How can managers survive and thrive in unpredictable markets? To shed light on this question, I and my co-author Martin Escobari, who is now a managing director of Advent International in Brazil, analyzed ten Brazilian companies that managed to survive and thrive amidst the turmoil of the Brazilian market during the 1990’s. In several cases these companies emerged as world-class competitors in global industries including aerospace, brewing and banking.
We published our findings in the book Success Against the Odds. My posts through the rest of the summer will draw on our research and this book to bring to light some of the impressive success stories and the broader principles they illustrate about thriving in turbulent markets.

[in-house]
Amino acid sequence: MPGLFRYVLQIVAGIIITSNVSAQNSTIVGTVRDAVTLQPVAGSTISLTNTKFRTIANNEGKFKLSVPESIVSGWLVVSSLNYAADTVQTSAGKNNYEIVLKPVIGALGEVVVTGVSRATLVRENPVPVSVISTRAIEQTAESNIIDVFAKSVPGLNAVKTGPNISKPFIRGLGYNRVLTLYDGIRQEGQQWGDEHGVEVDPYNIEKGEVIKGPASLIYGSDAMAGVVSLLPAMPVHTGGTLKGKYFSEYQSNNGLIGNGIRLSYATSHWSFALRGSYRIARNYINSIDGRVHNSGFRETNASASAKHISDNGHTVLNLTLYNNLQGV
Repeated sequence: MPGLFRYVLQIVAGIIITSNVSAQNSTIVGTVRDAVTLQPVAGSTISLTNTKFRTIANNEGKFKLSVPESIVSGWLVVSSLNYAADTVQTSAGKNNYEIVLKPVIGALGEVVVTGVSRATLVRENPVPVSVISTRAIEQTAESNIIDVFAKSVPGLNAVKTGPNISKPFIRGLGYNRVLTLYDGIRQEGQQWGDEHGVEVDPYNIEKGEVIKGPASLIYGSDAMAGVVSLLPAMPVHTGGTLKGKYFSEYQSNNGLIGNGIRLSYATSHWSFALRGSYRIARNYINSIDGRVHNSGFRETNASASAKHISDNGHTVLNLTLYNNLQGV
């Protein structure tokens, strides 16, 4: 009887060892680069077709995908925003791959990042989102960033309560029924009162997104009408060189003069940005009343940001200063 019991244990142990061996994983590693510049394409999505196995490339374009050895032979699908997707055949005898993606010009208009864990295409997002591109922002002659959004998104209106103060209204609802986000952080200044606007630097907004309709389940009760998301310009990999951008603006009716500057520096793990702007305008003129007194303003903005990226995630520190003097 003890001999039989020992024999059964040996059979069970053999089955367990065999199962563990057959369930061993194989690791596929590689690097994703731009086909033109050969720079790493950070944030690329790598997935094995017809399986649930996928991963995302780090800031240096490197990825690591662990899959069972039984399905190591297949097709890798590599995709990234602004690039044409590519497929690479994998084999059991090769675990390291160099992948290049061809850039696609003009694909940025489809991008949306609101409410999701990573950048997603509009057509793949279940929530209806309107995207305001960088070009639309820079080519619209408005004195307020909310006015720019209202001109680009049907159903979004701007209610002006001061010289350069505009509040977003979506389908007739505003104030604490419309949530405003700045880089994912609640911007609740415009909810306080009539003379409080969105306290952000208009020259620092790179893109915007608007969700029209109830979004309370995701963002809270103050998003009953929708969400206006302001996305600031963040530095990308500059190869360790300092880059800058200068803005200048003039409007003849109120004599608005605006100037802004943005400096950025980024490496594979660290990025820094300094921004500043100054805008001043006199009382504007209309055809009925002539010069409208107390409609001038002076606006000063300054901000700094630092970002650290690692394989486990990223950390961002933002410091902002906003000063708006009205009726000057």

These firms’ success is an impressive accomplishment, because Brazil is one of the most unpredictable markets in the world. Brazilian managers during the 1990’s faced volatile exchange rates, sporadic availability of capital, inconsistent industrial policy, unpredictable rates of inflation and interest, and sharply increased levels of foreign competition, in addition to the competitive threats, shifting consumer preferences, and potential technological disruptions common to every country.
An elite group of Brazilian companies not only survived this turmoil, but actually emerged stronger at the end of the last decade. They responded quickly and effectively to shocks that threatened their very survival and
Entrepreneurs can pursue an opportunity much as scientists pursue knowledge–by following a disciplined process of identifying an anomaly in the market, formulating a plan to fill the gap, testing their plan in the real world, and revising their assumptions in light of new information. Menlo Park based ONSET Ventures, a venture capital firm focused on fledgling start-ups, has codified a set of practices that increase the odds that entrepreneurs formulate, test, and revise their working hypothesis in a disciplined fashion.